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Plimoth Patuxet: Acknowledging the First Native Americans the Pilgrims Encountered

Among the many things 2020 will be remembered for, one stands in a positive light. This year the living history museum, Plimoth Plantation, is changing its name to better reflect the true history of the land on which it stands.

It is timely, as this is 400 years since the European Pilgrims landed for the first time off the Mayflower in 1620 in Massachusetts.

The final name has not yet been finalized, however, in the interim, it will be known as Plimoth Patuxet.

When the Pilgrims of 1620 landed and began their settlement in what is now Massachusetts, one of the colonists named the colony “Plimoth”- after the point in England from which the Mayflower embarked. But to the local Native American people, the Wampanoag tribe, the land was “Patuxet”.

Combining these two names now provides much overdue acknowledgement of the story of the land before the Pilgrims arrived, and the crucial part the local Native American Wampanoag tribe played in their ability to survive the early years of their settlement there.

The Wampanoag Nation

Plimoth Patuxet: Acknowledging the First Native Americans the Pilgrims Encountered

Mashpee Wampanoag – Cape Cod 1929 (Boston Public Library)

Algonquin peoples, the Wampanoag began settling in what is now coastal New England between 9000 and 12000 years ago. They were originally primarily nomadic hunter-gatherers.

Italian explorer Giovanni de Verrazano encountered Wampanoag tribes at Narragansett Bay in 1525, and he described them as tall, majestic men, fearlessly boarding his ship and being very charitable people towards their neighbors.

The next hundred years saw many encounters between the Wampanoag and explorers from England, France, and Portugal. There was mistreatment of the Wampanoag people by these explorers (including kidnap into slavery), alongside legitimate trade, but the Wampanoag learned to manage the presence of the visiting Europeans. The foreigners were welcomed for short periods only to exchange goods, and the coastally-based Wampanoag were able to position themselves as middlemen between the Europeans and other tribes from the interior – controlling access to the products traded between each.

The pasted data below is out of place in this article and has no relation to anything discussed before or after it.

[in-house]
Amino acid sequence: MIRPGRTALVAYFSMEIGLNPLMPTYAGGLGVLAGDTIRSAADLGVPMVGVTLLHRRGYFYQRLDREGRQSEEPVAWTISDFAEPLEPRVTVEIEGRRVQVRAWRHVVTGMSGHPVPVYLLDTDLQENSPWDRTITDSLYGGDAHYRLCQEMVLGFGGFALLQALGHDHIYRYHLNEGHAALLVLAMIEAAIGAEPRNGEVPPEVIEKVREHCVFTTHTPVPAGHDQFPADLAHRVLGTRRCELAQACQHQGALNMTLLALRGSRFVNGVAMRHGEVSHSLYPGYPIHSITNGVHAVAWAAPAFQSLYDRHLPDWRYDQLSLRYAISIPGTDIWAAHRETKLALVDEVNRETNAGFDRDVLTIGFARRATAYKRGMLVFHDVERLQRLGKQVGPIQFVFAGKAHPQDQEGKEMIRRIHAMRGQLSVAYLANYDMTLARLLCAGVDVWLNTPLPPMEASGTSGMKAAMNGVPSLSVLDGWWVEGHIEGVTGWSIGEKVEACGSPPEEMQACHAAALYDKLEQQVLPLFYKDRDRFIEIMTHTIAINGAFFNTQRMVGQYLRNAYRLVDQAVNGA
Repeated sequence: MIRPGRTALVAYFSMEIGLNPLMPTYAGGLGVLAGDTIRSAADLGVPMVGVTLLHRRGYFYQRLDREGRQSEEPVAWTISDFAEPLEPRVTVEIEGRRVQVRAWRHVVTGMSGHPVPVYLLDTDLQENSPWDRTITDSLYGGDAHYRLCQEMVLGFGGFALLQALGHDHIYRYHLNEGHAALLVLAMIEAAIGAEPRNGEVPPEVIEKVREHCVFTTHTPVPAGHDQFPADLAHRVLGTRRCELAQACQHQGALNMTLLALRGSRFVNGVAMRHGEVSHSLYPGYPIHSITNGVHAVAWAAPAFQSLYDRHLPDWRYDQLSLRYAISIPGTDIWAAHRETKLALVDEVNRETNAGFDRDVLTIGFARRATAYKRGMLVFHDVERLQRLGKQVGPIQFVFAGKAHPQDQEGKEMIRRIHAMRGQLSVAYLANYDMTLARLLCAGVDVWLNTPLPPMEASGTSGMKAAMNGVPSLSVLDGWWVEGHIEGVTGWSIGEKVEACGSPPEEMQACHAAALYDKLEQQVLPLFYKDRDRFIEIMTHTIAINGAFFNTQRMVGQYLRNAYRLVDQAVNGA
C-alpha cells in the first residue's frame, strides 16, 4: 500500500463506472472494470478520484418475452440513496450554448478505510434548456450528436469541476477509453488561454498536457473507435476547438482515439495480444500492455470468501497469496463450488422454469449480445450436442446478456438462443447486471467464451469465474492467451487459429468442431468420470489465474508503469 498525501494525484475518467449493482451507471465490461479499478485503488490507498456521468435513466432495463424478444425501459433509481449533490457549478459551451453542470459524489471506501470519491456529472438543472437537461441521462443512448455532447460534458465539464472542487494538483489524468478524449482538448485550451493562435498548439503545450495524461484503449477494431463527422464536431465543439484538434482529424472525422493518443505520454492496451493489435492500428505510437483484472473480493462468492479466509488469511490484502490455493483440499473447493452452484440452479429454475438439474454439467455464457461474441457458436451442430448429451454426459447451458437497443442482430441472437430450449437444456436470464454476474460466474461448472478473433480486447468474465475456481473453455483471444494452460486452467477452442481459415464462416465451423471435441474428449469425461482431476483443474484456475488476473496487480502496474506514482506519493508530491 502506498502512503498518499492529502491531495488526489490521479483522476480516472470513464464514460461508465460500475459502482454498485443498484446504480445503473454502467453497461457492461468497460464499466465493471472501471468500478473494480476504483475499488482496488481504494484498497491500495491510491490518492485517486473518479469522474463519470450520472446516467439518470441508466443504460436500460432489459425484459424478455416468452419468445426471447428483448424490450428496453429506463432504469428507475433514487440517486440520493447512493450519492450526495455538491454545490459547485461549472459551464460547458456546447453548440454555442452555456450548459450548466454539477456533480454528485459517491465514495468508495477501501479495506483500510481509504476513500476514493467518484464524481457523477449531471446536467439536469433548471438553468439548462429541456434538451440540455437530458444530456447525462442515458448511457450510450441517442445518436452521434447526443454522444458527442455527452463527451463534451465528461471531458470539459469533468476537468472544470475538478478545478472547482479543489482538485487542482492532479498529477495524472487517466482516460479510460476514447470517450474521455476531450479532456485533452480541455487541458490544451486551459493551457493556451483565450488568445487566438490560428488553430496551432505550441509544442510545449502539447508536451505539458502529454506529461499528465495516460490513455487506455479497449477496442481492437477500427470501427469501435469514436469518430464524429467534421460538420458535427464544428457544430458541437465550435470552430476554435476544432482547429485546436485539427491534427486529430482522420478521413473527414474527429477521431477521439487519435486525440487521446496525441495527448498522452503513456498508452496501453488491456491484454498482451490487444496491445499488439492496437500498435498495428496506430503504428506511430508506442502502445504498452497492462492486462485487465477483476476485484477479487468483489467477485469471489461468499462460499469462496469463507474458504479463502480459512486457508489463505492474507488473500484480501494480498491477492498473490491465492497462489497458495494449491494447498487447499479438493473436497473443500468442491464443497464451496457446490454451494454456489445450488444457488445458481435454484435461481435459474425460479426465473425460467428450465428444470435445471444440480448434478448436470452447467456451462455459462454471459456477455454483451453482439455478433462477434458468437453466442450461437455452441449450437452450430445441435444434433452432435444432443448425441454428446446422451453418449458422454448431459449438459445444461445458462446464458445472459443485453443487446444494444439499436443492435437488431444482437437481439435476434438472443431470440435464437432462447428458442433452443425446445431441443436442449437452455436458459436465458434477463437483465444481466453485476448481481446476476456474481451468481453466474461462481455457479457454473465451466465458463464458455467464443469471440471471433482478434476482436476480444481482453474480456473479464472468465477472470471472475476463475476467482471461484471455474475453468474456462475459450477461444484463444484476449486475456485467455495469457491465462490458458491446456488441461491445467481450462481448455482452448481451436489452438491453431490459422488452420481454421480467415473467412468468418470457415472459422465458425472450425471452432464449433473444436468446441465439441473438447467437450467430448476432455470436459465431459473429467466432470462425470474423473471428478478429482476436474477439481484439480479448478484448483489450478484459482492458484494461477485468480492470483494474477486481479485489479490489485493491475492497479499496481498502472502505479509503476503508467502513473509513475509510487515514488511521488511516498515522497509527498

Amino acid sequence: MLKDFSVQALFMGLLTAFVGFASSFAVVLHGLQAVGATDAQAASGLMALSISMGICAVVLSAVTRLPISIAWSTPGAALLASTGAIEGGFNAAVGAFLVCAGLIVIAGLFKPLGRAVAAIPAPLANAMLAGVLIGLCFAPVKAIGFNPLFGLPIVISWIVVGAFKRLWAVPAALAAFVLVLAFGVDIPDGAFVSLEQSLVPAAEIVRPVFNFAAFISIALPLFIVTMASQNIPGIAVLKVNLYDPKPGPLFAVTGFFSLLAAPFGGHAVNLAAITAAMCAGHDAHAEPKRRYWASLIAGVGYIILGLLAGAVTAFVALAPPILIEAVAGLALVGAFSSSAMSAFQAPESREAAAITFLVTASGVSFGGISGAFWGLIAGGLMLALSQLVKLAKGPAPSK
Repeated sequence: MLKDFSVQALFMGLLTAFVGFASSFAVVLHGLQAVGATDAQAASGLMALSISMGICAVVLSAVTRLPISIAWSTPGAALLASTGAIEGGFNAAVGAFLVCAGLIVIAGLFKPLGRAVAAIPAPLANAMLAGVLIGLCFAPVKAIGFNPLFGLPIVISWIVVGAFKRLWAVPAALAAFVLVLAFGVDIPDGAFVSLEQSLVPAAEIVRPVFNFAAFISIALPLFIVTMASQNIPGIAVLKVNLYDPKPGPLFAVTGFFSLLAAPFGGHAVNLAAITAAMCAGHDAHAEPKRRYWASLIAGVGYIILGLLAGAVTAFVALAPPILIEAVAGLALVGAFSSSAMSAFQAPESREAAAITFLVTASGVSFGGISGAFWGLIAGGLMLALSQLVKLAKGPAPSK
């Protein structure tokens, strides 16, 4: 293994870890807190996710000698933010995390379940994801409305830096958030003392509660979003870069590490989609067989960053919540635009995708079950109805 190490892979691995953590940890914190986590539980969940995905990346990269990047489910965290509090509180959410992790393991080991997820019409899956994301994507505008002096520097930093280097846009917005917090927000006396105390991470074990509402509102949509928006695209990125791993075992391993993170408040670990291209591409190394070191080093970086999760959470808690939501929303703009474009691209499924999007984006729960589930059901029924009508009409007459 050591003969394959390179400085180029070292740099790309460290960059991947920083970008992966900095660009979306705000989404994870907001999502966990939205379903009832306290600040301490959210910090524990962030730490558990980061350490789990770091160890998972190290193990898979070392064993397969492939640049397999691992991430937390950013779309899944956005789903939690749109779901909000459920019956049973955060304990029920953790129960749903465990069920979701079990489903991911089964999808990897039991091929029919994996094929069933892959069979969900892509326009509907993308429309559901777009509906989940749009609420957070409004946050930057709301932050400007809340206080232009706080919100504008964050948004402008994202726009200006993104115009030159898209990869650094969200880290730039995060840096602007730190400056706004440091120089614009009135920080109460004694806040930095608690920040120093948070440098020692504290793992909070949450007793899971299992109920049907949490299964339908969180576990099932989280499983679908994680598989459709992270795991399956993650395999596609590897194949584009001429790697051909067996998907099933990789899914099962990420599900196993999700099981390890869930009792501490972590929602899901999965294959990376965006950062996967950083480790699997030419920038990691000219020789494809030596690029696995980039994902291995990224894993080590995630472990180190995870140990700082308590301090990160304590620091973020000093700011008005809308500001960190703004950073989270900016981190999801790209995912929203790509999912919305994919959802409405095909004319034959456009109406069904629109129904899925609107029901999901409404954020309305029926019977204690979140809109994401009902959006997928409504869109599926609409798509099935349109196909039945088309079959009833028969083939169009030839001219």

When the Pilgrims arrived on the Mayflower in 1620, they found many tribal Wampanoag towns to have been decimated by the plague of 1615-19 (possibly smallpox). It was this loss of numbers which enabled the Pilgrims to so easily take up residence on Wampanoag land.

Overall, however, though they rightly saw the Pilgrims as a threat, the Wampanoag were helpful to the Pilgrims. They knew the Europeans were critical to their own survival against the larger rival Narragansett Nation. Helping the Pilgrims was a way for the Wampanoag to increase their numbers to defend themselves and their culture against other native tribes. They did not foresee the future influx of Europeans which would ultimately decimate the population of Native Americans of all Nations.

Wampanoag men were described by the Pilgrims as being very tall, very strong, and fearsome. Yet they visited the Pilgrims unarmed a month after they landed. Tisquantum (Squanto), Tokamahaman, and Hobomok acted as translators, ambassadors, and advisors between the Pilgrims and their own people.

Tisquantum was the most notable for actively helping the struggling Pilgrims, who were floundering during their first harsh winter. He ultimately lived among them. Having been previously kidnapped by Europeans, and being returned before 1620, he spoke some English. He taught them how to survive on the edge of the wilderness, to plant maize alongside beans and squash, and to defend themselves against other unfriendly native tribes. He taught them to bury fish alongside their seeds to fertilize the soil. In turn, the Pilgrims provided much-needed assistance when the Wampanoag had to defend themselves against Narragansett warriors.

Living History Museum

At Plimoth Patuxet, the name change to reflect the Wampanoag alongside the Pilgrims has been considered for more than a year and is today very much welcomed by the local Mashpee Wampanoag Nation.

The living history museum has long reflected the Wampanoag people alongside the Pilgrims, and this renaming and rebranding of it is a much better representation of what the museum offers as well as its authentic history (additionally removing any negative connotations of the word “plantation” and its association with the antebellum South of later years).

The final name for the 75-year-old museum is expected to be announced by the end of 2020.

Indian Traders

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